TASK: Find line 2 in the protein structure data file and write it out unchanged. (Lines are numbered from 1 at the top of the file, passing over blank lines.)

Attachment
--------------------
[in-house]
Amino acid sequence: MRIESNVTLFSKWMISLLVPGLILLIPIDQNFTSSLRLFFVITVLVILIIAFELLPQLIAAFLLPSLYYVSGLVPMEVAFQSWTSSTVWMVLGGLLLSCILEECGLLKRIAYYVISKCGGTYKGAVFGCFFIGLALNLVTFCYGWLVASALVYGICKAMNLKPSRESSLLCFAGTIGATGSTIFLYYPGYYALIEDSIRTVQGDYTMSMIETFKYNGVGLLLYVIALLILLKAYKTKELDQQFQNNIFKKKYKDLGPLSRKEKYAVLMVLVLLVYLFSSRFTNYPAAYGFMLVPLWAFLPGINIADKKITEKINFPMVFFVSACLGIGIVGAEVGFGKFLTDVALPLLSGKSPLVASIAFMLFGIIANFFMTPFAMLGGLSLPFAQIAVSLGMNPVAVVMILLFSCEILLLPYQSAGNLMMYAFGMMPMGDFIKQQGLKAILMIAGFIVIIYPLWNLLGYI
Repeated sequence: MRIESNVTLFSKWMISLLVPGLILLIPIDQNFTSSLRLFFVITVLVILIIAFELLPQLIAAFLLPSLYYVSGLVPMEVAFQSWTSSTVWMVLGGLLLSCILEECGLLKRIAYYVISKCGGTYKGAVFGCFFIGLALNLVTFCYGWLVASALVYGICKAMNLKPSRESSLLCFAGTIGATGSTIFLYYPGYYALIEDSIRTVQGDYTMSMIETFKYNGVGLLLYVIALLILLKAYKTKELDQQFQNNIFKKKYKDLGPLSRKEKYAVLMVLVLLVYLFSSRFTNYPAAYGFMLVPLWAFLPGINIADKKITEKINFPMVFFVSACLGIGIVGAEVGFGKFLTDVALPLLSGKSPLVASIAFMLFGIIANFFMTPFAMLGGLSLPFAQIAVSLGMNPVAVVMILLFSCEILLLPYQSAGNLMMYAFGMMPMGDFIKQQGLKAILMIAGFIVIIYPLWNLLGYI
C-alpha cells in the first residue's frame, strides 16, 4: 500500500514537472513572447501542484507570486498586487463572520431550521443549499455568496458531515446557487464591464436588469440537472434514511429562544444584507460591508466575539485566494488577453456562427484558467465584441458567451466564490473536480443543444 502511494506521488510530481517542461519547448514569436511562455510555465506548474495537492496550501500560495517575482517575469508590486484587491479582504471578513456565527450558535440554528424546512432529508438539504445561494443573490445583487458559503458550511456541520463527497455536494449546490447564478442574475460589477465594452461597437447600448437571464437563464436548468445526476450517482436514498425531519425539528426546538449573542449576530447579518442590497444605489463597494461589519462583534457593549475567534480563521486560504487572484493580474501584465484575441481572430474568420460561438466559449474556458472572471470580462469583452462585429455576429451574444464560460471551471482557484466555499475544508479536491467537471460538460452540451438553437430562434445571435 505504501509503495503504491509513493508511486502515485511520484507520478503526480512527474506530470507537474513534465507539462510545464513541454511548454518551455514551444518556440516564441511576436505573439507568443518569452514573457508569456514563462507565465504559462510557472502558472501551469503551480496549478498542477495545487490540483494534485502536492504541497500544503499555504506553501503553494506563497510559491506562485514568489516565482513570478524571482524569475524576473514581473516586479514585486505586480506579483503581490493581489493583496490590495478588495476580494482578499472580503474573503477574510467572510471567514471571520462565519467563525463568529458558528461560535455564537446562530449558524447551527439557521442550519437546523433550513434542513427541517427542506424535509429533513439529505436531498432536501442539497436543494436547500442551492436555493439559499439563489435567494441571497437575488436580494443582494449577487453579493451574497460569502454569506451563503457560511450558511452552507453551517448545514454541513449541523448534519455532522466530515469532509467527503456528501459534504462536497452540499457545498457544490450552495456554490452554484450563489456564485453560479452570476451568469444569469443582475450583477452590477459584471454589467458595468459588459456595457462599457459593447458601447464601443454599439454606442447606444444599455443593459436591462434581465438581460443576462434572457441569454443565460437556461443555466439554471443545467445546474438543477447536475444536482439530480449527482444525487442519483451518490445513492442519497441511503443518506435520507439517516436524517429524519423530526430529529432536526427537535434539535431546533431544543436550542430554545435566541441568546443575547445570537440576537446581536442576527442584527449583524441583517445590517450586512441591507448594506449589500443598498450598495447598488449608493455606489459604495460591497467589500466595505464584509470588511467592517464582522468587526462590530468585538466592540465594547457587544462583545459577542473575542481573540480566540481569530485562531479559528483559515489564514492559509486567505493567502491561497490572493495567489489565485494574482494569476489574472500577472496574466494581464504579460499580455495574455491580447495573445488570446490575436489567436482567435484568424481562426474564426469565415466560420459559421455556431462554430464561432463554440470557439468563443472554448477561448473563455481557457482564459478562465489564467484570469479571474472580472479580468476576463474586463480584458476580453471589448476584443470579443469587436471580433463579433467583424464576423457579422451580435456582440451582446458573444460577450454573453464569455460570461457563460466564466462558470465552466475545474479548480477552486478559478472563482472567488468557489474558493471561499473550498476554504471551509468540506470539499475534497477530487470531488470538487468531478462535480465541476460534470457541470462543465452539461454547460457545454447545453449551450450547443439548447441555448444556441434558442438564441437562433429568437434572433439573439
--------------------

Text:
Amino acid sequence: MRIESNVTLFSKWMISLLVPGLILLIPIDQNFTSSLRLFFVITVLVILIIAFELLPQLIAAFLLPSLYYVSGLVPMEVAFQSWTSSTVWMVLGGLLLSCILEECGLLKRIAYYVISKCGGTYKGAVFGCFFIGLALNLVTFCYGWLVASALVYGICKAMNLKPSRESSLLCFAGTIGATGSTIFLYYPGYYALIEDSIRTVQGDYTMSMIETFKYNGVGLLLYVIALLILLKAYKTKELDQQFQNNIFKKKYKDLGPLSRKEKYAVLMVLVLLVYLFSSRFTNYPAAYGFMLVPLWAFLPGINIADKKITEKINFPMVFFVSACLGIGIVGAEVGFGKFLTDVALPLLSGKSPLVASIAFMLFGIIANFFMTPFAMLGGLSLPFAQIAVSLGMNPVAVVMILLFSCEILLLPYQSAGNLMMYAFGMMPMGDFIKQQGLKAILMIAGFIVIIYPLWNLLGYI